This is the idea about LP activity
which I said I'd send separately:

In the past, we'd rarely run any candidates in NY, and when we tried 
we often failed to get on ballot.  Before the petition deadline, all 
effort was devoted to petitioning, and there was no visible political 
activity or publicity.  If we failed to get on ballot, or if we failed 
to try, that was it and we felt obliged to sit on the sidelines -- as 
if the LP had no right to enter the political arena regarding races 
(usually all of them) in which we had no candidate.

Unfortunately, the NYLP rarely did anything until it actually found 
an actual candidate -- a member who had been arm-twisted into running.
(Then, everybody left it to the sucker, and nothing much happened.)

I'd long felt that, as a political organization, we should always 
participate in electoral contests -- whether we have a candidate or not.
One problem was how to do so without being construed as "cross-endorsing"
the lesser evil, (which we should never do, because it would compromise 
our principles to support someone not wholly in accord)!  But why cannot 
we be heard throughout the entire campaign?  Must we be silent just 
because we don't expect to get on ballot?  What an awful waste of 
opportunity for a political party!

My answer was to assume the posture that the Libertarian Party definitely
intended to run candidates, but that candidate selection was in progress.

Furthermore, we should not a priori ASSUME a person was unworthy of being 
called a libertarian and being our candidate (even if e was presently 
affiliated with another party) UNTIL we had had a chance to interview m 
or at least research the positions e took on the issues.  Since most
parties have a SCREENING process to select their candidates, we could 
perform our evaluation of ALL candidates - under the guise of "screening".  

Therefore, let's evaluate ALL of them, based on their positions on 
selected issues.  Who knows?  Maybe that socialist or fascist will,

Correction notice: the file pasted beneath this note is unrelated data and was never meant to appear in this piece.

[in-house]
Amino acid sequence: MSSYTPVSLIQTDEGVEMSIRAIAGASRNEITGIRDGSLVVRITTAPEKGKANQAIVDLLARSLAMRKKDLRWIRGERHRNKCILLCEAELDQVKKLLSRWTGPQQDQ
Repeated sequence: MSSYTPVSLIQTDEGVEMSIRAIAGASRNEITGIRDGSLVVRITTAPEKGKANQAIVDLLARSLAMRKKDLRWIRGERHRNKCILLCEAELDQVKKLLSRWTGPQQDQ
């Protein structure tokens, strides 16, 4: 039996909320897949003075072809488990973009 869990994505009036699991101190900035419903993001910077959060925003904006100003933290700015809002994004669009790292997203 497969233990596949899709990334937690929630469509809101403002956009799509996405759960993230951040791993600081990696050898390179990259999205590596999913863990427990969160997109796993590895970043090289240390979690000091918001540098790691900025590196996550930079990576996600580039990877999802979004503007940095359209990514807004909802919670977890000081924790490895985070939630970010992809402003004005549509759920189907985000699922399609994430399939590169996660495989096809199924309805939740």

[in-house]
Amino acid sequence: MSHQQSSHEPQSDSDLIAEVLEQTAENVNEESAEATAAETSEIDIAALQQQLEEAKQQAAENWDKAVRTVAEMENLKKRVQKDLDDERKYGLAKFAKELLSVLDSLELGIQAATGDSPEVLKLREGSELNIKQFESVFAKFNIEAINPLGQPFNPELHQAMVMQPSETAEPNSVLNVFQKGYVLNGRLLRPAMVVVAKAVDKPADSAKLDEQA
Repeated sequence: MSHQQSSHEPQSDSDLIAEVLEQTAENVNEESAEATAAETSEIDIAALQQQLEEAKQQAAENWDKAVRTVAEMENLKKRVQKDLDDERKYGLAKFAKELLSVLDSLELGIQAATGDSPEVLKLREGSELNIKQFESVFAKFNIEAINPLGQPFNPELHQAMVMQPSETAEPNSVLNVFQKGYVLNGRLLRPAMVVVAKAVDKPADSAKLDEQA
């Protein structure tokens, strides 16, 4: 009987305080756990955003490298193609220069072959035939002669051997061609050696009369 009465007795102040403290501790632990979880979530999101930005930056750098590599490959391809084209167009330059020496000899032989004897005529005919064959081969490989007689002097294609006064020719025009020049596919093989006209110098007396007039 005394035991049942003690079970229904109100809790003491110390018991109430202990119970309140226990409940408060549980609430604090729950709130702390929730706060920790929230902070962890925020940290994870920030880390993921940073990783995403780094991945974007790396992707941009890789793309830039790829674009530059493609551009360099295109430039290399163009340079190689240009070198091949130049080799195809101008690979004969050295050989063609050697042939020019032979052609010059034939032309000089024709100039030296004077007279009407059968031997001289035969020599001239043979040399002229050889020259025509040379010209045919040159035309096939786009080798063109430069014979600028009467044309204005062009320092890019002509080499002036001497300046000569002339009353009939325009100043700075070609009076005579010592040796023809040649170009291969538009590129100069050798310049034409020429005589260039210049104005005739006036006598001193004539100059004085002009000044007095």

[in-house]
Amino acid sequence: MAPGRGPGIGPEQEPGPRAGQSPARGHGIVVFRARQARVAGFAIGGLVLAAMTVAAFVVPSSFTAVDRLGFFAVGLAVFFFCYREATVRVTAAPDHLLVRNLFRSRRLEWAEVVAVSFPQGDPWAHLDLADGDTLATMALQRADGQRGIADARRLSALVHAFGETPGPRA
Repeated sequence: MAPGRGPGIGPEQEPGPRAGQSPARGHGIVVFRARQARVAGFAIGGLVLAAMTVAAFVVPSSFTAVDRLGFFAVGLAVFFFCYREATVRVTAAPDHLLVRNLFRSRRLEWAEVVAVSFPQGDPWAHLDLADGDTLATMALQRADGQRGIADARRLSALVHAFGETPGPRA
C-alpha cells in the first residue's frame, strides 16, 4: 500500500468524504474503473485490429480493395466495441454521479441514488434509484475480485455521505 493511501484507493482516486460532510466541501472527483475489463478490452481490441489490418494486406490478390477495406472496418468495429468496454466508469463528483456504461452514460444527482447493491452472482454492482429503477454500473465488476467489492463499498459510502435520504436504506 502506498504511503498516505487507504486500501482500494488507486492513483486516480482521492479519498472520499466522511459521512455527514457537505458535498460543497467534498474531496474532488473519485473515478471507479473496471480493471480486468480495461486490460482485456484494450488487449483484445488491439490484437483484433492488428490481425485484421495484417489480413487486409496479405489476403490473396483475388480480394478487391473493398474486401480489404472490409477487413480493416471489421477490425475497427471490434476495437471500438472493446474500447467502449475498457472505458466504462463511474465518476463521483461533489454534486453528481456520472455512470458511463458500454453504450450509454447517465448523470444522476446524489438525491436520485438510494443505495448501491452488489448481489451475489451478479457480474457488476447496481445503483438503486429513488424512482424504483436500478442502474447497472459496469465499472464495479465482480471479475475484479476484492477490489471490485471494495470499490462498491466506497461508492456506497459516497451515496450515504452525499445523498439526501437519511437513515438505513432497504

as a result of our screening and persuasion, see the error of s ways,
become a true, principled libertarian, and join our party -- then, 
perhaps we could run m as our candidate.

Rate ALL potential candidates (including any of our members who wished
to be considered), then publicize our "ratings".  Sometimes, we might 
find that NONE of the potential candidates for this office was acceptable
BECAUSE of ....  OK, if that's the case, we should announce WHY we found
each of them unacceptable and that therefore we could not support any 
of them!  (A later press release might decry the fact that the big 
parties, with their rejected candidates, were now trying to keep 
opposition off the ballot with their unfair access laws!)

We're starting out by defining two sets of Fritz-like questions,
pehaps 5 relating to economic liberty and five relating to personal
self-governance, but suitable for issues within the powers of the
county legislature (or whatever).  Knowing that survey forms would
likely wind up in the garbage, we'll research the positions of the 
incumbents and potential challengers from their record and published
statements, calling if necessary.  If possible, we'll invite them
for screening interviews, but we're not counting on their appearance.

In cases where there is no LP candidate on the ballot, I proposed
we rate each of the candidates or potential candidates on ISSUES 
and then publicize our ratings.  Make a Fritz/Nolan chart for each 
of them, and point out where they are wrong (making clear that we are 
not cross-endorsing non-libertarians, even if they agree on some points).

After making up a tentative set of answers, we'll mail each candidate a 
copy of (what we think are) their answers.  We'll allow time for them to 
make corrections, but we'll publish results (with or without cooperation).

After listing candidate answers, and for simplicity (particularly when 
local issues may not be clearly divided between economic and personal), 
I came up with a single number which I'd call their "Liberty Quotient".
(It's just the average of the two Nolan Chart percentages, but we could 
add a secondary figure to show a degree of "tilt" to the left or right.)

With ratings in hand, the local LP can still participate even without 
ballot access!  Now, the problem becomes one of getting publicity for 
our ratings.  All suggestions on this phase are welcome, as it is not 
my field of expertise.